The Minority Report | Ashley Kim

Photo Credit: Bobby Jones

Photo Credit: Bobby Jones

One of my favorite shows of all time is Gossip Girl. I’m currently four seasons into my fourth re-watch of the series.

Gossip Girl is “your one and only source into the scandalous lives of Manhattan’s elite” (GG’s words, not mine). The show focuses on a group of overly privileged teenagers and follows them as they navigate through their young adult lives grappling with sexual tension, unprecedented and unnecessary drama, and unimaginable financial comfort. Their lives are closely monitored by an anonymous figure named Gossip Girl—a blogger who exposes their lives through her website.

I watched the entire series in high school twice, and then again in my first semester of undergrad. I’m watching it again now because the characters’ uncertainties through their various transitions through life echo my own. I feel comforted by their struggles despite the differences in our lives and the fact that, well, you know, the show is completely fictional.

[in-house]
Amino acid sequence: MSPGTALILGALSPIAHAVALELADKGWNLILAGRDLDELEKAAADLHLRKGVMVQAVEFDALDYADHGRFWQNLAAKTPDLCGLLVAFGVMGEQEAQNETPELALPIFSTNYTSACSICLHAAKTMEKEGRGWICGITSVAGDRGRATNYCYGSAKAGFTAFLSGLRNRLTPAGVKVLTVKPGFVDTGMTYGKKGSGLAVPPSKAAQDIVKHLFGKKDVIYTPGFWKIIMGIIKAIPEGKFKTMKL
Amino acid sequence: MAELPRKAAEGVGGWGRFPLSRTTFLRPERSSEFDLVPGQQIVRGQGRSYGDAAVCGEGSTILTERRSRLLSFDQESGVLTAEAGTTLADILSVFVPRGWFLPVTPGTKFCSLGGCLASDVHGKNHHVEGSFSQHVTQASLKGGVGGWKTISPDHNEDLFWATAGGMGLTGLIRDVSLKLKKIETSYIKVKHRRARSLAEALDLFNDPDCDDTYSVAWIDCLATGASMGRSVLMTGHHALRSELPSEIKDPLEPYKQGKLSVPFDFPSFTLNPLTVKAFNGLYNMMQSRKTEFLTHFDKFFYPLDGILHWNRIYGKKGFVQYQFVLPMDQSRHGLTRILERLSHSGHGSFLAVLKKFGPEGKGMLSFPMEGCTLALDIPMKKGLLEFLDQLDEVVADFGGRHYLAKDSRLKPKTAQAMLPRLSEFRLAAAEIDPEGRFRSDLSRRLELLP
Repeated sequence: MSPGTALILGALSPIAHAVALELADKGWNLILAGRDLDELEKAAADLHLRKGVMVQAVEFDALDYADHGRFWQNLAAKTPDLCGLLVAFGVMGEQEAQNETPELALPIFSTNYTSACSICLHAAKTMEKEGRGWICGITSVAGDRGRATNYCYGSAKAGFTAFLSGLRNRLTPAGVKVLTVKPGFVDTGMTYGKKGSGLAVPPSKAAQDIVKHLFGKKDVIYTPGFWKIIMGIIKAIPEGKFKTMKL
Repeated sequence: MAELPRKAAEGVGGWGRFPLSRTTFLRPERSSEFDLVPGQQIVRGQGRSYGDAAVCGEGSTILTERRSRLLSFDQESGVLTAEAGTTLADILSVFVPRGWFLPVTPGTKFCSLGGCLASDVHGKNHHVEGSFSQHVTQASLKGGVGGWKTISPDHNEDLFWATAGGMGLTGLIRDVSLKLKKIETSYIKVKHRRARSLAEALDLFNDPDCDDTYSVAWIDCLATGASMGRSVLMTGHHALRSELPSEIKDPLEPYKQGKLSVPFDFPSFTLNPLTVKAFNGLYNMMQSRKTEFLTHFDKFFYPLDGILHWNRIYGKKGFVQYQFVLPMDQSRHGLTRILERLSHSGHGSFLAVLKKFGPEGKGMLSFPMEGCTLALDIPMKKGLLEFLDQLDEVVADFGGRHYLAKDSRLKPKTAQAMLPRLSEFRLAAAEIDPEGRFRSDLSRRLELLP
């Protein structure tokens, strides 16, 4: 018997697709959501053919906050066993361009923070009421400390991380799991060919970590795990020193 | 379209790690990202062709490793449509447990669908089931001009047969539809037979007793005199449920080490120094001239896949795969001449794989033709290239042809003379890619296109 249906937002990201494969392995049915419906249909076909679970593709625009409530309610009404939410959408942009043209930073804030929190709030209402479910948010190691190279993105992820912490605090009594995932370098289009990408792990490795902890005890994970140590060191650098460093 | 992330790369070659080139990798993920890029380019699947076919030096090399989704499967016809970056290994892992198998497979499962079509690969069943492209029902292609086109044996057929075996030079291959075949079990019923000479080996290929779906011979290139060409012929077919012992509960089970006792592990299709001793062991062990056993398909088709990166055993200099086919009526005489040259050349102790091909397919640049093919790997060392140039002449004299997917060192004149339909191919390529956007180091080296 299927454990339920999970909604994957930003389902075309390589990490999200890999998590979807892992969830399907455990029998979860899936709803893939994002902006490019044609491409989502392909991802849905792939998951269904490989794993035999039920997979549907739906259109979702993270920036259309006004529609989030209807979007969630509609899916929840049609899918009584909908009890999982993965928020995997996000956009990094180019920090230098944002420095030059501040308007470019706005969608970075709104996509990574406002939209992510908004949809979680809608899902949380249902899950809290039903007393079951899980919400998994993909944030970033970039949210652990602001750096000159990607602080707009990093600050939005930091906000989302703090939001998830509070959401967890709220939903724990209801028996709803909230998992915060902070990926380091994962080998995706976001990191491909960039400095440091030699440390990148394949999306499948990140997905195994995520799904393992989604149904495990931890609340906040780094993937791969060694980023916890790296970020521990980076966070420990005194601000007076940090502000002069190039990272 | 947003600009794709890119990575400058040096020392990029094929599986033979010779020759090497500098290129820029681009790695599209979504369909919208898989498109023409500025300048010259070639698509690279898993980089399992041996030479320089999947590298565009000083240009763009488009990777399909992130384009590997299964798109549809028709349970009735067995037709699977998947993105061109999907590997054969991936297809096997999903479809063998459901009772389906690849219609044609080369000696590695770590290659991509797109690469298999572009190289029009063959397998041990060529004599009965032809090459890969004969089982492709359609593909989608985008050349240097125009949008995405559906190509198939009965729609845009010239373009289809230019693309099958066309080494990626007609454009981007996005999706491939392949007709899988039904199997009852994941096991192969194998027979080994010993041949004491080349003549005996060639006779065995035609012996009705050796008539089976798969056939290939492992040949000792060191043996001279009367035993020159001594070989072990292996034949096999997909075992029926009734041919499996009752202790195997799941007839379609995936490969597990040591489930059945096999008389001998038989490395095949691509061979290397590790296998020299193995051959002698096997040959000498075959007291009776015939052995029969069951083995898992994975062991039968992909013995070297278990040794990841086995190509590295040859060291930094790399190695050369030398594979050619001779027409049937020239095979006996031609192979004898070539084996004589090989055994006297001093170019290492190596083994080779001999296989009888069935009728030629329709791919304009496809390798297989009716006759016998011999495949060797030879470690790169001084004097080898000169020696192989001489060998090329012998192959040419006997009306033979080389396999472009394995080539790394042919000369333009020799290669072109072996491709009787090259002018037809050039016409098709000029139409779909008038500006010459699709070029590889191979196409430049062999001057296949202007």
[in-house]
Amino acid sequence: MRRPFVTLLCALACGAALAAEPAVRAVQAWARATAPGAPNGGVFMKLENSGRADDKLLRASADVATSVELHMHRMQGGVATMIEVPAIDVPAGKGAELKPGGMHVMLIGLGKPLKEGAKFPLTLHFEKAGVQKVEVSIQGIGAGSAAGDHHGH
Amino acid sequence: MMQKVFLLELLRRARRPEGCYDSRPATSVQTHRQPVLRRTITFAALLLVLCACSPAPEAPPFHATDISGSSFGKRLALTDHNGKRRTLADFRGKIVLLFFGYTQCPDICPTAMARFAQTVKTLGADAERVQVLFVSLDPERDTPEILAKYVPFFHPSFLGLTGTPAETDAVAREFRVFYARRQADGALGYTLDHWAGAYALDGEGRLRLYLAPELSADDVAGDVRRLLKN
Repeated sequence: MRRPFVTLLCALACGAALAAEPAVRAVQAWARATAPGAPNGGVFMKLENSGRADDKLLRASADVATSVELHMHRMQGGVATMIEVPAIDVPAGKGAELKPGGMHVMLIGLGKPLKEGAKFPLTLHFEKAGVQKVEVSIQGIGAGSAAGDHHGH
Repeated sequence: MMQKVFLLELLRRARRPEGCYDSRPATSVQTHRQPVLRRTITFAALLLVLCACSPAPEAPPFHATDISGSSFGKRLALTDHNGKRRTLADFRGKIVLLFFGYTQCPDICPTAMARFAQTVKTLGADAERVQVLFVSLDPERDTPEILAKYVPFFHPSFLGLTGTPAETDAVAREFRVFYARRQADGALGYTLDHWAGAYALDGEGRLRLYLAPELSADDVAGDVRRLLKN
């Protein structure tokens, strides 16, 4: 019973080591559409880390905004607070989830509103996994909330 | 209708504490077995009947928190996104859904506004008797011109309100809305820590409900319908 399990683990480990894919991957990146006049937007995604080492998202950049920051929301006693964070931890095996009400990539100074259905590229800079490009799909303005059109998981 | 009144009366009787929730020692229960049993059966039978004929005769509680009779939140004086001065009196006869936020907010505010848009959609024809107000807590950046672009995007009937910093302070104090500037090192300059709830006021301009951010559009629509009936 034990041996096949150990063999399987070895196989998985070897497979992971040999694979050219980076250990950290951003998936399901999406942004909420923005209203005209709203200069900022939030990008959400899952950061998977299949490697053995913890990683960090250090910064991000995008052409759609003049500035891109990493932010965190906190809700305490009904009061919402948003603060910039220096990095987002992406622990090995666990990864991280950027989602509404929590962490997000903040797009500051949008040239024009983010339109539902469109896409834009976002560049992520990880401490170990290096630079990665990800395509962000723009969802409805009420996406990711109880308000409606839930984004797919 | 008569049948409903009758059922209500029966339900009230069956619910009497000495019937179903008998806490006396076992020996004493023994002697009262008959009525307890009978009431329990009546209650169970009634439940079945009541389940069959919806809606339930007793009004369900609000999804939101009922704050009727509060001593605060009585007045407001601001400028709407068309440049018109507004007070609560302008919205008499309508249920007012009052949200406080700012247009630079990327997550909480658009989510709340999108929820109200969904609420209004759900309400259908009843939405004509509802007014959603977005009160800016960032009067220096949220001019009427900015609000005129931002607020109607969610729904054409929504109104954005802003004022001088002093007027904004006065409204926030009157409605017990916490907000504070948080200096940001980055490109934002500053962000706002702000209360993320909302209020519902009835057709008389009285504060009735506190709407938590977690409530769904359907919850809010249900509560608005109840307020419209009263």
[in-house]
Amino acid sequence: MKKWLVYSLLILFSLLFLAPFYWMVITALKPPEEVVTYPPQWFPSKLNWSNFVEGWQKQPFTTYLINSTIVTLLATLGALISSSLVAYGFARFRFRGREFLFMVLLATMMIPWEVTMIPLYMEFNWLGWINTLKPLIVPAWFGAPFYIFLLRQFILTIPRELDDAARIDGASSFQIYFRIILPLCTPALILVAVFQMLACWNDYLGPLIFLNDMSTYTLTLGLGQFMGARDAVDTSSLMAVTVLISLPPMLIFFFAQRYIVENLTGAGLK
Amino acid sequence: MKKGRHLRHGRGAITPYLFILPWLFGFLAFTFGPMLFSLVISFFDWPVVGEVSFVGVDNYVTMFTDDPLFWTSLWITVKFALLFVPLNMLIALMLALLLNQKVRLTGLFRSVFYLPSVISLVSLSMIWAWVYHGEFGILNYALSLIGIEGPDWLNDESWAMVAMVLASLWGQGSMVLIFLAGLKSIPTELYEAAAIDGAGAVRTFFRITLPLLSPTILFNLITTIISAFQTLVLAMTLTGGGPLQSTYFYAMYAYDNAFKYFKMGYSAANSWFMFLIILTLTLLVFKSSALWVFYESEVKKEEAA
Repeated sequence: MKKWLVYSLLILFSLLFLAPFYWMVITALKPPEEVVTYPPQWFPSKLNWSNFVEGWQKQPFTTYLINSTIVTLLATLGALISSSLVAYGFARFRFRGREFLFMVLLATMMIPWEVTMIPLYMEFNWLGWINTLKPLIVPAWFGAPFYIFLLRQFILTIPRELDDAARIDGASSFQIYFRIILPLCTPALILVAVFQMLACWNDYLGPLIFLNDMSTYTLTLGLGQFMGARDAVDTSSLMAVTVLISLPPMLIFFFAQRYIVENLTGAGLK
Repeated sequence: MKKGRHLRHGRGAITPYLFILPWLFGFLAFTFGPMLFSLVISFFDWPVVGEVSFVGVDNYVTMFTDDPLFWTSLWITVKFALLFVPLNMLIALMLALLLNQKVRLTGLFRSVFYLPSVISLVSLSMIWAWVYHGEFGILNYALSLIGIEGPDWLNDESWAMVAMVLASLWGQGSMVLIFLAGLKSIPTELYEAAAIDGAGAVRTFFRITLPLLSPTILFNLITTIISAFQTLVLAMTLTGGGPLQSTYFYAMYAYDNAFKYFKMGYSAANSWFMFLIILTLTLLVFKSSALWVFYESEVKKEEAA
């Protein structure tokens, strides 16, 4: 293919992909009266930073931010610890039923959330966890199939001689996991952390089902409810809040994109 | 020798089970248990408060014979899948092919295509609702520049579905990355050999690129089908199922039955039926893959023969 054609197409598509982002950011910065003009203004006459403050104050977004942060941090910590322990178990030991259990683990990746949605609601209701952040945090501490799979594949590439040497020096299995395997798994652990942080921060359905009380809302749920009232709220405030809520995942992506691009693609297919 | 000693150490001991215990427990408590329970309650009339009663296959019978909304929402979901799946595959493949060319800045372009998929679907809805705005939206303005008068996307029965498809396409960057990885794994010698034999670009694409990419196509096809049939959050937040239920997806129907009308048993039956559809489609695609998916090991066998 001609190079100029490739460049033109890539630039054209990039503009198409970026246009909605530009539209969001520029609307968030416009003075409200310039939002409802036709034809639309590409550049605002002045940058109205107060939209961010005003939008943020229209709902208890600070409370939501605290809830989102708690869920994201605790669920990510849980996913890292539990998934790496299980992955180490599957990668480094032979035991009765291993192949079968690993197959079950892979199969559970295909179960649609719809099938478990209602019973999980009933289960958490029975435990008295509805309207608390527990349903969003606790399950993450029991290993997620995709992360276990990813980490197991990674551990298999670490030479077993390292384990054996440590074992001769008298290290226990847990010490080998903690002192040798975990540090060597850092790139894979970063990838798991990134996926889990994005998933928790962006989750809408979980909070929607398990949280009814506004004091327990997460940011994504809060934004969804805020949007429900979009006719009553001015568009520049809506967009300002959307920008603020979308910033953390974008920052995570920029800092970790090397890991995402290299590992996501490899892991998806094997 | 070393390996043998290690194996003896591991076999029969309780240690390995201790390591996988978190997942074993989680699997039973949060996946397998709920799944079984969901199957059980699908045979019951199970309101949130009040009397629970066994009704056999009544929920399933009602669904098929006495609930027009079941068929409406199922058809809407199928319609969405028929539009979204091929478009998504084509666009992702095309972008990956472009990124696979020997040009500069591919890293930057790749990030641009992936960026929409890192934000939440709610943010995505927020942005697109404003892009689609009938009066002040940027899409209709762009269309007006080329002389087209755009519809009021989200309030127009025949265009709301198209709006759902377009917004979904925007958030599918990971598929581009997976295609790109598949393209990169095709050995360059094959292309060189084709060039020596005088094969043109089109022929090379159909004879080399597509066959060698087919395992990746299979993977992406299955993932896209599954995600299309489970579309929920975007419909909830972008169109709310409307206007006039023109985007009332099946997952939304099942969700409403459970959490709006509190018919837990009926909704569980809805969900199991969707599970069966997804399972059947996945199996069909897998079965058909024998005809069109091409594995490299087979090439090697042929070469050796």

Re-watching anything is always funny. The experience lends itself to an onslaught of nostalgia that sometimes makes you want to laugh and/or cry. It’s like listening to an old favorite song you haven’t heard in a few years and being reminded of a younger, more familiar version of yourself. This entire re-watching experience has been particularly interesting. I’ve been able to depend on Gossip Girl these last few weeks as a simultaneous distraction from life and reminder that everything will be okay.

Despite my familiarity with the show, I still can’t decide how I feel about one of the characters, Dan Humphrey. He’s largely misunderstood, but also extremely calculated—just like the entire cast of GG. But, what makes Humphrey unique is his continuous rebellion against the Upper East Side’s status quo. He dances with the privileges that his family and friends continuously benefit from, yet manages to never forget his roots in Brooklyn, offering a sort of relief from his uptight and annoyingly privileged cohorts as he tends to be more grounded than them. His dedication to his roots is endearing and ever-looming—one that I want to emulate as I take the plunge into adulthood after graduation.

It’s the beginning of the end, and although I’m hesitant and uncertain, at least I have Gossip Girl.

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